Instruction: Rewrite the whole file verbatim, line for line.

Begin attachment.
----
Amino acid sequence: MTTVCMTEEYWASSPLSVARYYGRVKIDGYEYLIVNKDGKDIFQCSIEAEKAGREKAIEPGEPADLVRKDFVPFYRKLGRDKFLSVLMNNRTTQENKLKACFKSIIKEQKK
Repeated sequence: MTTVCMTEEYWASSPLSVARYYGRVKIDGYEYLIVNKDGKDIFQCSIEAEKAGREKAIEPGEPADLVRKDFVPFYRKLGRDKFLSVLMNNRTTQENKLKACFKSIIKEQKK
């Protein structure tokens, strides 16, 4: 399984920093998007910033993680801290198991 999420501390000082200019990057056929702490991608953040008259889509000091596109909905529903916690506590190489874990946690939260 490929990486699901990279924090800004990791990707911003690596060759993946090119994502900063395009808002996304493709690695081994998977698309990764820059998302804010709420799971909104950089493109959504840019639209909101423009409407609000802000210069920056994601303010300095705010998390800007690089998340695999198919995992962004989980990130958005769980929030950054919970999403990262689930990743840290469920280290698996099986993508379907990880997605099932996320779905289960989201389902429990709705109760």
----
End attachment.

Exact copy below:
Amino acid sequence: MTTVCMTEEYWASSPLSVARYYGRVKIDGYEYLIVNKDGKDIFQCSIEAEKAGREKAIEPGEPADLVRKDFVPFYRKLGRDKFLSVLMNNRTTQENKLKACFKSIIKEQKK
Repeated sequence: MTTVCMTEEYWASSPLSVARYYGRVKIDGYEYLIVNKDGKDIFQCSIEAEKAGREKAIEPGEPADLVRKDFVPFYRKLGRDKFLSVLMNNRTTQENKLKACFKSIIKEQKK
């Protein structure tokens, strides 16, 4: 399984920093998007910033993680801290198991 999420501390000082200019990057056929702490991608953040008259889509000091596109909905529903916690506590190489874990946690939260 490929990486699901990279924090800004990791990707911003690596060759993946090119994502900063395009808002996304493709690695081994998977698309990764820059998302804010709420799971909104950089493109959504840019639209909101423009409407609000802000210069920056994601303010300095705010998390800007690089998340695999198919995992962004989980990130958005769980929030950054919970999403990262689930990743840290469920280290698996099986993508379907990880997605099932996320779905289960989201389902429990709705109760």